Hyperemesis Gravidrum and Nursing care Plan

Hyperemesis Gravidrum

About 75% of all women experience a mild form of nausea and vomiting in early pregnancy called” morning sickness” usually disappear by about 12th week, however, vomiting persist causing serious dehydration and starvation such, a condition is called hyperemesis gravidrum .

Hyperemesis Gravidrum Definition
Is a complication of pregnancy characterized by persistent, uncontrollable vomiting that begins in the first weeks of pregnancy and may continue throughout pregnancy.

Varies from 0.5-10 per 1000 births

The cause as unknown, but tend to be younger than 20 years, obese and may related to high level of estrogen or human chorionic gonadotropin and may be associated with transient hyperthyroidism during pregnancy, other possible cause include vitamin B deficiency and increased sensitivity to circulating sex steroid hormone.
Psycho logic factors such as ambivalence toward the pregnancy and family-related stress, and conflicting feeding regarding prospective motherhood, body changes.

Sign and symptoms

Begin with morning sickness and become increasingly sever.
Frequent vomiting when mention, sight or smell food.
Loss of weight
Scanty concentrated urine
Jaundice caused by liver damage
Blindness caused by retinal hemorrhage

If the fetus dies and expelled, nausea usually stop immediately but damage to major organs of the mother may be permanent.

–     Subjective data
–     a 24 hour dietary recall
–     history of nausea and vomiting
–     Objective data
–     presence of continuous vomiting
–     weight loss
–     pale, dry skin with poor turgor
–     vital sign to monitor increase or decrease in temperature and pulse
–     laboratory data for indications of electrolytes imbalance and starvation “BUN, creatinine, serum electrolytes, liver function studies”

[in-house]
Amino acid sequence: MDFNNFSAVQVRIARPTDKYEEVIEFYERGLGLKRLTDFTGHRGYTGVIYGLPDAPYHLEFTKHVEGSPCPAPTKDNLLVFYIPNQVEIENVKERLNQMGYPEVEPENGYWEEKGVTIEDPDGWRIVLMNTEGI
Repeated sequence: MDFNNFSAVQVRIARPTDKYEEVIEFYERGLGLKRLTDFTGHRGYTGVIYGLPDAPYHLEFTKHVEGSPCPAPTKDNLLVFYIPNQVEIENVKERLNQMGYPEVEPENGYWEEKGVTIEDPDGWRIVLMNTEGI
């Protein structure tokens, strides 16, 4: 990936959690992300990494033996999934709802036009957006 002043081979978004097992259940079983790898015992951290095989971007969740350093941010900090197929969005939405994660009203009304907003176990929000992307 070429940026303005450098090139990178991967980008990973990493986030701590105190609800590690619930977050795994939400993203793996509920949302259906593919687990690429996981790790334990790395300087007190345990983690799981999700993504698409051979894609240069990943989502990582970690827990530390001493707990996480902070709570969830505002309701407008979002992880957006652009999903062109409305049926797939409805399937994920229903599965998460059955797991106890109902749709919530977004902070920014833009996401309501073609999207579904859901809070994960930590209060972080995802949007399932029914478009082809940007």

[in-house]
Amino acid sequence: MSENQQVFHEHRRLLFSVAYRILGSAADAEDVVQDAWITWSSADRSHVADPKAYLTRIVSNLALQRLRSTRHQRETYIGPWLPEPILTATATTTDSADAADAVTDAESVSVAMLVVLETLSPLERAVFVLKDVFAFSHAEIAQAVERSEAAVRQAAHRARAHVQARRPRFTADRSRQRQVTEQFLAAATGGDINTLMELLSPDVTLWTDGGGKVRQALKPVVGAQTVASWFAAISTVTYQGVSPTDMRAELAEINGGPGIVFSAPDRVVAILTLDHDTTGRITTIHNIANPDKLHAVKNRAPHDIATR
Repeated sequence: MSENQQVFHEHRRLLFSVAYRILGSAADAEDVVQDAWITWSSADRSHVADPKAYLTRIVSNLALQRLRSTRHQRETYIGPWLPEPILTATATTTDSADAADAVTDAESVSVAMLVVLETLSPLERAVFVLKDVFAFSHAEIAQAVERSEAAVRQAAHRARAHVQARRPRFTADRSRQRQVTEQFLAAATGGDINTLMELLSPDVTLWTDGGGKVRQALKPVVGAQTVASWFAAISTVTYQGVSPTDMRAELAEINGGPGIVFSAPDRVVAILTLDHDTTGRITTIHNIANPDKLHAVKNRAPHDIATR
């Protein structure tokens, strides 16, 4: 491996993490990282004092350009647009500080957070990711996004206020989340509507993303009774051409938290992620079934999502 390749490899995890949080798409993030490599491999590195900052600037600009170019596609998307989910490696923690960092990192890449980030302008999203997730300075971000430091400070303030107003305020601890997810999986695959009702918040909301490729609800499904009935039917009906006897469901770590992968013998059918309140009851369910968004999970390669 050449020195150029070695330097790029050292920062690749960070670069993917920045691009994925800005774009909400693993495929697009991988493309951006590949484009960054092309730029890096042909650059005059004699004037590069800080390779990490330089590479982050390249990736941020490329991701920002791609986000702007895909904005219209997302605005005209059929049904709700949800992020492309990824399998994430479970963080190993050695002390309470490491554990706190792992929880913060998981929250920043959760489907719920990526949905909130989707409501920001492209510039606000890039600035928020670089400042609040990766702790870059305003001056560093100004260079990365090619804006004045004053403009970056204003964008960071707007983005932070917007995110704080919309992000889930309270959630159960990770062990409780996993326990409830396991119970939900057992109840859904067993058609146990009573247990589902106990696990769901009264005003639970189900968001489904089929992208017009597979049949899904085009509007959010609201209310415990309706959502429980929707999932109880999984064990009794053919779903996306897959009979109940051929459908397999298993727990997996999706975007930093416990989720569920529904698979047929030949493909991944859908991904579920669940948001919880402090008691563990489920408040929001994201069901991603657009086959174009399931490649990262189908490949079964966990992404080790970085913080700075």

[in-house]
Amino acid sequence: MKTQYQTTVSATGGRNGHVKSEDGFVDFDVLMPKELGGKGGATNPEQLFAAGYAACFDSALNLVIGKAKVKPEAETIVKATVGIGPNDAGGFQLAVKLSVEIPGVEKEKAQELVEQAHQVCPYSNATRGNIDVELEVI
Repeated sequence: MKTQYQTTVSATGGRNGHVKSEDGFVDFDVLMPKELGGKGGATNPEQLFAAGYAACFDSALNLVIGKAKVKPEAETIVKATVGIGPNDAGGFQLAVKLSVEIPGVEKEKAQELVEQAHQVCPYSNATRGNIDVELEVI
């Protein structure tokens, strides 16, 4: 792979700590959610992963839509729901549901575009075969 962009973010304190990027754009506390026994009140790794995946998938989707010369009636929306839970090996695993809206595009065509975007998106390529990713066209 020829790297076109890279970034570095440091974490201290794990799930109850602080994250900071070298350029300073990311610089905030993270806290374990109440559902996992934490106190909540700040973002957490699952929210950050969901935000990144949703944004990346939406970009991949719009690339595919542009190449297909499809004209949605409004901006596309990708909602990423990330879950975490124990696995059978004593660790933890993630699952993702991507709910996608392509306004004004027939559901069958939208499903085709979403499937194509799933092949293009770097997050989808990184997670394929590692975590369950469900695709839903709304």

Nursing diagnosis:
Fluid volume deficit related to prolonged vomiting.

Nursing intervention:
–     if vomiting is sever, the woman is hospitalized and oral intake is restricted for 24-48 hours, IV fluid are administered.
–     assess intake and output, serum electrolytes and report abnormalities.
–     oral liquid intake is resumed slowly, usually high in carbohydrates.
–     vitamins B complex to combat nausea.
–     administer antiemetics as prescribed.

Nursing diagnosis:
Altered nutrition: less than body requirement related to vomiting.

Nursing intervention:
–     advise the woman that oral intake can restarted when emesis has stopped and appetite return.
–     begin small feeding, suggest or provide bland solid foods.
–     administer parentral calories replacement .
–     educate woman about proper diet.
–     avoid strong food odors
–     avoid greasy foods
–     give vitamin supplement as prescribed.

Nursing diagnosis:
Ineffective individual coping related to stress of pregnancy and illness

Nursing intervention:
–     have the woman discuss her perception of the problems
–     discuss possible resolutions to problems identified.
–     restriction of visitors usually relieves stress.

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Posted in Maternity, Nursing Care Plans, Nursing Intervention

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